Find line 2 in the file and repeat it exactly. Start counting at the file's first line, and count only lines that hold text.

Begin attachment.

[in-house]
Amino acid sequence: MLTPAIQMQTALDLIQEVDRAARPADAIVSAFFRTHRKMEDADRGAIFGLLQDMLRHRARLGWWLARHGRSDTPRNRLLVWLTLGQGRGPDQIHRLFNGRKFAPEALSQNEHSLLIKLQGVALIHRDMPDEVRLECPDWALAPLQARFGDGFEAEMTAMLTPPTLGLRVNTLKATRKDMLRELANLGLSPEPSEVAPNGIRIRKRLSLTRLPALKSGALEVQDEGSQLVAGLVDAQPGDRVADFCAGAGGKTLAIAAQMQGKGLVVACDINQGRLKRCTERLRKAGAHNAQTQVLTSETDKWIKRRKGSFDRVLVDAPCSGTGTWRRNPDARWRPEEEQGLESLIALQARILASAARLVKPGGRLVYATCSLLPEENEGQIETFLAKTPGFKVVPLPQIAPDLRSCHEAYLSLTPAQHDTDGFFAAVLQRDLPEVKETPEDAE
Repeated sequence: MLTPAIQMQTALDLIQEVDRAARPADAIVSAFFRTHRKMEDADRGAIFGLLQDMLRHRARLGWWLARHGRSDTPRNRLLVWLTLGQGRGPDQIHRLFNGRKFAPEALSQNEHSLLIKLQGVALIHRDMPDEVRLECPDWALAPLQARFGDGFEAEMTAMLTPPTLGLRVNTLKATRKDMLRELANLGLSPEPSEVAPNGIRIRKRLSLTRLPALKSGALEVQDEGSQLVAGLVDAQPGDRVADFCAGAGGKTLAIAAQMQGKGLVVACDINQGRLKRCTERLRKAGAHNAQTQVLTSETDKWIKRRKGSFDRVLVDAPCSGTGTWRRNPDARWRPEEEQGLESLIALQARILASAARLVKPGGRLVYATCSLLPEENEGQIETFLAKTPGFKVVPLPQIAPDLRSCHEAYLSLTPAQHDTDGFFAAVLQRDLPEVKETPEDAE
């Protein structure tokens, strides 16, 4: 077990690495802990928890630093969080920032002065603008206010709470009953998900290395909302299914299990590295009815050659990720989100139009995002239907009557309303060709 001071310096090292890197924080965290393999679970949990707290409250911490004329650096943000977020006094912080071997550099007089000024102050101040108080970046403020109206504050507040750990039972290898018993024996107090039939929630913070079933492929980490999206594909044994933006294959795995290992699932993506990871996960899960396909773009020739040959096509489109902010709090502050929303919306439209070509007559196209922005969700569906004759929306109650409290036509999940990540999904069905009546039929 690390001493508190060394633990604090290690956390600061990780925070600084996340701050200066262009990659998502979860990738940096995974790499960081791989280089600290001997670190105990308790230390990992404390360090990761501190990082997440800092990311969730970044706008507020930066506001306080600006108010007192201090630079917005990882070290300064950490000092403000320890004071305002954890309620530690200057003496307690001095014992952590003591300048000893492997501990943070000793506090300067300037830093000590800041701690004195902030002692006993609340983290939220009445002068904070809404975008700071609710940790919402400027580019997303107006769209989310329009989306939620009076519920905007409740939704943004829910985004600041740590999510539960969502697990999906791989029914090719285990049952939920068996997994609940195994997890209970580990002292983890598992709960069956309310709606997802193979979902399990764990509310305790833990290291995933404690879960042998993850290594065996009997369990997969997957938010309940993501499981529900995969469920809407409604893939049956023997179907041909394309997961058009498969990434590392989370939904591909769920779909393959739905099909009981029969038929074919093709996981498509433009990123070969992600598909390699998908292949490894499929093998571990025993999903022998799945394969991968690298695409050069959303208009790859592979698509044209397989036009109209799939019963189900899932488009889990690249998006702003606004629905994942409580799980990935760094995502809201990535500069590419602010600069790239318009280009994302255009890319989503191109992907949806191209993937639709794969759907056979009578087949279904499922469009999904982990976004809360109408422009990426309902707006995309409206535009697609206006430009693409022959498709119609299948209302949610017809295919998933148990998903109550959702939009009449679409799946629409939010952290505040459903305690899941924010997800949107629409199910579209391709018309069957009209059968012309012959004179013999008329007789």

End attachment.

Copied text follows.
Amino acid sequence: MLTPAIQMQTALDLIQEVDRAARPADAIVSAFFRTHRKMEDADRGAIFGLLQDMLRHRARLGWWLARHGRSDTPRNRLLVWLTLGQGRGPDQIHRLFNGRKFAPEALSQNEHSLLIKLQGVALIHRDMPDEVRLECPDWALAPLQARFGDGFEAEMTAMLTPPTLGLRVNTLKATRKDMLRELANLGLSPEPSEVAPNGIRIRKRLSLTRLPALKSGALEVQDEGSQLVAGLVDAQPGDRVADFCAGAGGKTLAIAAQMQGKGLVVACDINQGRLKRCTERLRKAGAHNAQTQVLTSETDKWIKRRKGSFDRVLVDAPCSGTGTWRRNPDARWRPEEEQGLESLIALQARILASAARLVKPGGRLVYATCSLLPEENEGQIETFLAKTPGFKVVPLPQIAPDLRSCHEAYLSLTPAQHDTDGFFAAVLQRDLPEVKETPEDAE